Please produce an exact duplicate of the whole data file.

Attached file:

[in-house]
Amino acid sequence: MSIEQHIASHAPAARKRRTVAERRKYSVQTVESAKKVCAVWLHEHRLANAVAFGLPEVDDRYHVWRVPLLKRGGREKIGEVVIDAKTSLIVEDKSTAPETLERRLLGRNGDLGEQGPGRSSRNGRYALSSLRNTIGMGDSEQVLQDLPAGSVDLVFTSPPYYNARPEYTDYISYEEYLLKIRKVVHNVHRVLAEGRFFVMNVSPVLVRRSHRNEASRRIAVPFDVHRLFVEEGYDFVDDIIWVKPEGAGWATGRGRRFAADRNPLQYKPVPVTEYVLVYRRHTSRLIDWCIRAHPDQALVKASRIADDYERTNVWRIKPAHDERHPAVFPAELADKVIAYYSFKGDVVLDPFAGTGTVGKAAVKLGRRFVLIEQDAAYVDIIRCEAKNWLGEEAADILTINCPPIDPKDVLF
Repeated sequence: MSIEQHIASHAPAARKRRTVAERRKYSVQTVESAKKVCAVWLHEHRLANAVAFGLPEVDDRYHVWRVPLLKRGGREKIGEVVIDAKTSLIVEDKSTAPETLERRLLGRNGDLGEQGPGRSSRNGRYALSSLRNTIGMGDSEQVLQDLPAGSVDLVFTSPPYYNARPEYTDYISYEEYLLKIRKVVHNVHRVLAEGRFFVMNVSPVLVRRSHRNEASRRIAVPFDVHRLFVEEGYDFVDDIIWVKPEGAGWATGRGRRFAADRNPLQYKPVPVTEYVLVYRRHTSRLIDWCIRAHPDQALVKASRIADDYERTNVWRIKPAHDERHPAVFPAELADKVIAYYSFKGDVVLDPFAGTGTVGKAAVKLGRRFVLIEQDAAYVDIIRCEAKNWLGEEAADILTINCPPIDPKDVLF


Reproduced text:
[in-house]
Amino acid sequence: MSIEQHIASHAPAARKRRTVAERRKYSVQTVESAKKVCAVWLHEHRLANAVAFGLPEVDDRYHVWRVPLLKRGGREKIGEVVIDAKTSLIVEDKSTAPETLERRLLGRNGDLGEQGPGRSSRNGRYALSSLRNTIGMGDSEQVLQDLPAGSVDLVFTSPPYYNARPEYTDYISYEEYLLKIRKVVHNVHRVLAEGRFFVMNVSPVLVRRSHRNEASRRIAVPFDVHRLFVEEGYDFVDDIIWVKPEGAGWATGRGRRFAADRNPLQYKPVPVTEYVLVYRRHTSRLIDWCIRAHPDQALVKASRIADDYERTNVWRIKPAHDERHPAVFPAELADKVIAYYSFKGDVVLDPFAGTGTVGKAAVKLGRRFVLIEQDAAYVDIIRCEAKNWLGEEAADILTINCPPIDPKDVLF
Repeated sequence: MSIEQHIASHAPAARKRRTVAERRKYSVQTVESAKKVCAVWLHEHRLANAVAFGLPEVDDRYHVWRVPLLKRGGREKIGEVVIDAKTSLIVEDKSTAPETLERRLLGRNGDLGEQGPGRSSRNGRYALSSLRNTIGMGDSEQVLQDLPAGSVDLVFTSPPYYNARPEYTDYISYEEYLLKIRKVVHNVHRVLAEGRFFVMNVSPVLVRRSHRNEASRRIAVPFDVHRLFVEEGYDFVDDIIWVKPEGAGWATGRGRRFAADRNPLQYKPVPVTEYVLVYRRHTSRLIDWCIRAHPDQALVKASRIADDYERTNVWRIKPAHDERHPAVFPAELADKVIAYYSFKGDVVLDPFAGTGTVGKAAVKLGRRFVLIEQDAAYVDIIRCEAKNWLGEEAADILTINCPPIDPKDVLF